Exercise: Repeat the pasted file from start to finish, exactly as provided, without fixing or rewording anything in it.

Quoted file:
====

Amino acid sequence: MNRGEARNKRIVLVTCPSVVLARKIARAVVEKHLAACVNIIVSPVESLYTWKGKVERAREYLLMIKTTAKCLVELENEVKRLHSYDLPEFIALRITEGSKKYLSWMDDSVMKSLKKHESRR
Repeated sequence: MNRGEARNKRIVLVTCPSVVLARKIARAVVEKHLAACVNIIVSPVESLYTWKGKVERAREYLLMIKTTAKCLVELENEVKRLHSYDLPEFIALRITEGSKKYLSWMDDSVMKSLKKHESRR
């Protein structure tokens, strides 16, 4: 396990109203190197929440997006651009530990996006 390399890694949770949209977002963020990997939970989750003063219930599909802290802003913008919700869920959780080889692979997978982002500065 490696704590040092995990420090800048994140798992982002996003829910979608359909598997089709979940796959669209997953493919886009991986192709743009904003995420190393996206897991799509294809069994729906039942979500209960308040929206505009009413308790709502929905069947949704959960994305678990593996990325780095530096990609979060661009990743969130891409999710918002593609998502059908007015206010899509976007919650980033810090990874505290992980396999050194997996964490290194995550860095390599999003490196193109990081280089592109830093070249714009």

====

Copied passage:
Amino acid sequence: MNRGEARNKRIVLVTCPSVVLARKIARAVVEKHLAACVNIIVSPVESLYTWKGKVERAREYLLMIKTTAKCLVELENEVKRLHSYDLPEFIALRITEGSKKYLSWMDDSVMKSLKKHESRR
Repeated sequence: MNRGEARNKRIVLVTCPSVVLARKIARAVVEKHLAACVNIIVSPVESLYTWKGKVERAREYLLMIKTTAKCLVELENEVKRLHSYDLPEFIALRITEGSKKYLSWMDDSVMKSLKKHESRR
């Protein structure tokens, strides 16, 4: 396990109203190197929440997006651009530990996006 390399890694949770949209977002963020990997939970989750003063219930599909802290802003913008919700869920959780080889692979997978982002500065 490696704590040092995990420090800048994140798992982002996003829910979608359909598997089709979940796959669209997953493919886009991986192709743009904003995420190393996206897991799509294809069994729906039942979500209960308040929206505009009413308790709502929905069947949704959960994305678990593996990325780095530096990609979060661009990743969130891409999710918002593609998502059908007015206010899509976007919650980033810090990874505290992980396999050194997996964490290194995550860095390599999003490196193109990081280089592109830093070249714009």